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Union Pacific CEO says Precision Scheduled Railroading will unleash volume growth

By | December 4, 2020

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An eastbound Union Pacific merchandise train grinds toward the summit of Sherman Hill in Wyoming in June 2018.
Bill Stephens

OMAHA, Neb. — Major operational changes that have reduced Union Pacific’s costs are helping the railroad land new merchandise traffic, CEO Lance Fritz told an investor conference this week.

Precision Scheduled Railroading is now “building into our DNA, into our culture” and will continue once outgoing Chief Operating Officer Jim Vena hands the reins to Senior Vice President-Transportation Eric Gehringer in January, Fritz says.

“We’ve fundamentally redesigned the network,” Fritz says. “We’ve taken a lot of touches out of our network. There’s about one-third fewer train starts for the same type of volume. There’s about one quarter to one third fewer touches of a car for the same volume of manifest business.”

Moving tonnage on fewer but longer trains, along with reducing switching volume, has driven down UP’s costs while making service more reliable, Fritz says. And that is enabling the railroad to gain new volume that previously didn’t hit UP’s profit margin targets.

UP has converted truck business to rail in several merchandise segments, Fritz says, including grain, tomato paste, sweeteners, and steel pipe.

“Our pricing strategy is unchanged. Every piece of business that we bid on and look to receive has got to stand on its own two feet from a return perspective,” Fritz says.

“What has changed is our cost profile. Our cost basis has fundamentally shifted and dropped because of our implementation of PSR and the Unified Plan. And that gives us more opportunity to bid on more markets, more opportunities. So that is real and we’re seeing that come to fruition.”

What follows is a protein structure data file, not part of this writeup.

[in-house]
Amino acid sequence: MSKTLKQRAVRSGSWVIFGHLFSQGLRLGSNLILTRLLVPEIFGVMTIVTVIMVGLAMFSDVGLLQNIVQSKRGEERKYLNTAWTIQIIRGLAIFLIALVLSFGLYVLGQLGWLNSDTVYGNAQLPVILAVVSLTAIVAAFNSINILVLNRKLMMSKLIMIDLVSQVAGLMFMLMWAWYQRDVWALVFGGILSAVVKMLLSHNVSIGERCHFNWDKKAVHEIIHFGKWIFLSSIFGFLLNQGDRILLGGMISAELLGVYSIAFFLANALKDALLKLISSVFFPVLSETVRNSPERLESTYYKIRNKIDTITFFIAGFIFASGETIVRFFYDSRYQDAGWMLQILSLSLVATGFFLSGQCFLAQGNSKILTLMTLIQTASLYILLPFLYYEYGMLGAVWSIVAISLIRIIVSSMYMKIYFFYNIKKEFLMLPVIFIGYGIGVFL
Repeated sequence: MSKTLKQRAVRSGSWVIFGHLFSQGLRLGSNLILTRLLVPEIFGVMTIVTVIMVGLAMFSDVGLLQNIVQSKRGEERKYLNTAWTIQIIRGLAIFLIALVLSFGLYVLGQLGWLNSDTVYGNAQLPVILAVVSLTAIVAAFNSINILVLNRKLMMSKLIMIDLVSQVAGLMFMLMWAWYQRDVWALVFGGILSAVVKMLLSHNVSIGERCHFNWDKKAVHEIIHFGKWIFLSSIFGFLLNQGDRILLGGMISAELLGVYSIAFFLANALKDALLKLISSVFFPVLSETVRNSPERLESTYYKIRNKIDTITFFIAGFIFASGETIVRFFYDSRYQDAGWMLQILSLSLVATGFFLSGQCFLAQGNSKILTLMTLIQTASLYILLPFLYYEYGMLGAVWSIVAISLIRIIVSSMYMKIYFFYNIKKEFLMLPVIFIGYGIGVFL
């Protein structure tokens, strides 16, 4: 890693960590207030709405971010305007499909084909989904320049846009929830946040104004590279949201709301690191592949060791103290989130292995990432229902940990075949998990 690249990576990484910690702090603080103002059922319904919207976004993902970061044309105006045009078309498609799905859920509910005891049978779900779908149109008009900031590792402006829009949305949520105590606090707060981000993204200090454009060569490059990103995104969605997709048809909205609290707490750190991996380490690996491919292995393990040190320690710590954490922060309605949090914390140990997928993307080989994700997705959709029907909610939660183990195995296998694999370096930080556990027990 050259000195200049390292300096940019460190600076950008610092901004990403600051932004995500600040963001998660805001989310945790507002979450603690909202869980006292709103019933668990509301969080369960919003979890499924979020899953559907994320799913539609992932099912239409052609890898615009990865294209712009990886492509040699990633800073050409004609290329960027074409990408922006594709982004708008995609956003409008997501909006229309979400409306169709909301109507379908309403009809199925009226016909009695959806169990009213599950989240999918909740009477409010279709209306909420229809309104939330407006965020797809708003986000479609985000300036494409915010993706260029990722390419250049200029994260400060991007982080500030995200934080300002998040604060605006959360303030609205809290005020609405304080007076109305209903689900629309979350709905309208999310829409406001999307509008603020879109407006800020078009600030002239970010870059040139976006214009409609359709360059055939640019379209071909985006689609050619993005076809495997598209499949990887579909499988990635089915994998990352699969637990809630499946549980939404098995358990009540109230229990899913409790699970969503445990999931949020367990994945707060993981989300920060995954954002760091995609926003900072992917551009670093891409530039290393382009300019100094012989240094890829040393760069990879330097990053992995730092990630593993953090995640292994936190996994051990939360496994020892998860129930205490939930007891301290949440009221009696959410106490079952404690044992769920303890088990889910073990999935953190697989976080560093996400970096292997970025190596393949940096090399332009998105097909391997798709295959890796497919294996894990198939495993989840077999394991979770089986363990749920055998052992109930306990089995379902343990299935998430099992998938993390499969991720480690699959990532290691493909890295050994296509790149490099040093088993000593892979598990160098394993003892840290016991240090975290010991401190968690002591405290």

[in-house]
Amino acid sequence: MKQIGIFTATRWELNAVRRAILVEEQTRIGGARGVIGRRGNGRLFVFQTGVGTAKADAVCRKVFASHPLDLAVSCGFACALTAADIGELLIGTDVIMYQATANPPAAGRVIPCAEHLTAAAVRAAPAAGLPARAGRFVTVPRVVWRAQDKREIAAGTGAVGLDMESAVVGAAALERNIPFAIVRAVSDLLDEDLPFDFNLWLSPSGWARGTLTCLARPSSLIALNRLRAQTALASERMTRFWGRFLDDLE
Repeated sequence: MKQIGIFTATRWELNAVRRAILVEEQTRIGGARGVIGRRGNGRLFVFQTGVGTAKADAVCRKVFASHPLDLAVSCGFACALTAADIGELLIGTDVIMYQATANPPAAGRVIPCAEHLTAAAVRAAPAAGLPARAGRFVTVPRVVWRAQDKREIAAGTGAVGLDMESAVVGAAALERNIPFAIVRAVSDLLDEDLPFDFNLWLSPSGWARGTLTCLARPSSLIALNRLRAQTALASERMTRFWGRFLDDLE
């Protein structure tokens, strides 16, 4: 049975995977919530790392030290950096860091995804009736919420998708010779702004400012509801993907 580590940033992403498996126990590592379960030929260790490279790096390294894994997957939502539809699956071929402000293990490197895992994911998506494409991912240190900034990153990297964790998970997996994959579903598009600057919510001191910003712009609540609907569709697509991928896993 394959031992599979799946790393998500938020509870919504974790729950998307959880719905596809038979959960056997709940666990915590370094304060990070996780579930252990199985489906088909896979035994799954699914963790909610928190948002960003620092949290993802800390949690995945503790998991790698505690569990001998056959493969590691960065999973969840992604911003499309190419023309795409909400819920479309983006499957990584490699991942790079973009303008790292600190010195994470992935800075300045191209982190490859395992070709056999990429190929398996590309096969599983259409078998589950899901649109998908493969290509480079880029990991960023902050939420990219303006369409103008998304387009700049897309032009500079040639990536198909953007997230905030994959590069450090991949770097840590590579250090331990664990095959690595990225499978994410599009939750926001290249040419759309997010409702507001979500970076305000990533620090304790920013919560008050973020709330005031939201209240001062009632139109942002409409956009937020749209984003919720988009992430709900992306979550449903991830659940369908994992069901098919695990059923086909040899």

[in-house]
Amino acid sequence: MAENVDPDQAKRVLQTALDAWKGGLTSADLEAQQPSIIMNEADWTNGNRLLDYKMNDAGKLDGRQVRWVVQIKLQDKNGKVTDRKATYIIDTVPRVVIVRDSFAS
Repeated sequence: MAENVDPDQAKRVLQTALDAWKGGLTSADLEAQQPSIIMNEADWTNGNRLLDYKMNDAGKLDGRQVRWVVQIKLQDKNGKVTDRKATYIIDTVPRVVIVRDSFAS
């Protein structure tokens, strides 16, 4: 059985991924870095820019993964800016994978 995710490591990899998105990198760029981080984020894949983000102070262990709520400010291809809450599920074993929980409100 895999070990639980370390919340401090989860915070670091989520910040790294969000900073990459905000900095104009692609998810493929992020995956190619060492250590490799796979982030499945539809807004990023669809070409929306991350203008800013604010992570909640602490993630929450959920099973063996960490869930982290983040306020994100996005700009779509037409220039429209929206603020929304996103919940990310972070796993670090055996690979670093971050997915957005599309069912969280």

Tight trucking capacity is helping UP win more business, Fritz says, but overall industrial products traffic remains in a lull, partly because of the collapse of energy-related traffic due to the economic impact of the coronavirus pandemic.

“The opportunity for truck conversion is enormous,” Fritz says. “It’s effectively almost a limitless marketplace.”

But UP must convince potential customers that it’s easy to do business with the railroad thanks to its suite of online tools. To further improve its customer tools, UP in October hired a new chief information officer, Rahul Jalali, who spent 23 years leading various information technology programs at Walmart.

UP remains committed to its 55% operating ratio target, Fritz says, and volume growth is a critical component to reaching that long-term goal.

“Growth is going to have to be a more important part of our three-legged stool of growth, productivity, and price to achieve margin improvement,” Fritz says. “I am very confident all of the above is going to happen over the course of the next two, three, four-plus years.”

Fritz spoke with analyst Allison Landry at the Credit Suisse Eighth Annual Industrials Conference on Thursday.

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